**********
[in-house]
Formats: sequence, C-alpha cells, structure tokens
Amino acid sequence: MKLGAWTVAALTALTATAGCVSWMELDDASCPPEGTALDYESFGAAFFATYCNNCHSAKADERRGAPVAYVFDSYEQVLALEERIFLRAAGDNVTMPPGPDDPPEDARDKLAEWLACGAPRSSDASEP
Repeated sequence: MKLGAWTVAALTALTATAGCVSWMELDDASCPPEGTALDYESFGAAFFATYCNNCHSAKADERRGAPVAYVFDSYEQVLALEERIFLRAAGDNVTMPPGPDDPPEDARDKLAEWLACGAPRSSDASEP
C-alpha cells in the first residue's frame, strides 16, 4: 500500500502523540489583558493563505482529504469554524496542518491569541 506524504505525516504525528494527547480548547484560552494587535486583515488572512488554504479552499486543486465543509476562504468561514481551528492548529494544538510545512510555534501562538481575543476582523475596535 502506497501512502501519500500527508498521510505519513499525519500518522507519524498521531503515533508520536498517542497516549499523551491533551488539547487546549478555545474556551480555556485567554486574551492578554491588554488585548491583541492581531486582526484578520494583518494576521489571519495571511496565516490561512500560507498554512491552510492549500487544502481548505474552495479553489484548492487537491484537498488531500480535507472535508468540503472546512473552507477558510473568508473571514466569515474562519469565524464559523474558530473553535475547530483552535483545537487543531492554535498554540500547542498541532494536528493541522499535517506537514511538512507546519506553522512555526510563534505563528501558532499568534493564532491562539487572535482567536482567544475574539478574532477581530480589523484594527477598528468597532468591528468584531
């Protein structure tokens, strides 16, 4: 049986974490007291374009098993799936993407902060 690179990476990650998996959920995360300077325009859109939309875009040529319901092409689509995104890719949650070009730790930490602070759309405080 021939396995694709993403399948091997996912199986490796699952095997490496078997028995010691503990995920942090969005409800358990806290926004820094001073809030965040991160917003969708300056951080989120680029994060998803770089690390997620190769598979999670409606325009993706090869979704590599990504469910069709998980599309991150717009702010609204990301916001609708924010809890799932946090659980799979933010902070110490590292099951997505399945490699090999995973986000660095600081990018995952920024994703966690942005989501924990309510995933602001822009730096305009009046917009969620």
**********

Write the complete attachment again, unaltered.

[in-house]
Formats: sequence, C-alpha cells, structure tokens
Amino acid sequence: MKLGAWTVAALTALTATAGCVSWMELDDASCPPEGTALDYESFGAAFFATYCNNCHSAKADERRGAPVAYVFDSYEQVLALEERIFLRAAGDNVTMPPGPDDPPEDARDKLAEWLACGAPRSSDASEP
Repeated sequence: MKLGAWTVAALTALTATAGCVSWMELDDASCPPEGTALDYESFGAAFFATYCNNCHSAKADERRGAPVAYVFDSYEQVLALEERIFLRAAGDNVTMPPGPDDPPEDARDKLAEWLACGAPRSSDASEP
C-alpha cells in the first residue's frame, strides 16, 4: 500500500502523540489583558493563505482529504469554524496542518491569541 506524504505525516504525528494527547480548547484560552494587535486583515488572512488554504479552499486543486465543509476562504468561514481551528492548529494544538510545512510555534501562538481575543476582523475596535 502506497501512502501519500500527508498521510505519513499525519500518522507519524498521531503515533508520536498517542497516549499523551491533551488539547487546549478555545474556551480555556485567554486574551492578554491588554488585548491583541492581531486582526484578520494583518494576521489571519495571511496565516490561512500560507498554512491552510492549500487544502481548505474552495479553489484548492487537491484537498488531500480535507472535508468540503472546512473552507477558510473568508473571514466569515474562519469565524464559523474558530473553535475547530483552535483545537487543531492554535498554540500547542498541532494536528493541522499535517506537514511538512507546519506553522512555526510563534505563528501558532499568534493564532491562539487572535482567536482567544475574539478574532477581530480589523484594527477598528468597532468591528468584531
């Protein structure tokens, strides 16, 4: 049986974490007291374009098993799936993407902060 690179990476990650998996959920995360300077325009859109939309875009040529319901092409689509995104890719949650070009730790930490602070759309405080 021939396995694709993403399948091997996912199986490796699952095997490496078997028995010691503990995920942090969005409800358990806290926004820094001073809030965040991160917003969708300056951080989120680029994060998803770089690390997620190769598979999670409606325009993706090869979704590599990504469910069709998980599309991150717009702010609204990301916001609708924010809890799932946090659980799979933010902070110490590292099951997505399945490699090999995973986000660095600081990018995952920024994703966690942005989501924990309510995933602001822009730096305009009046917009969620």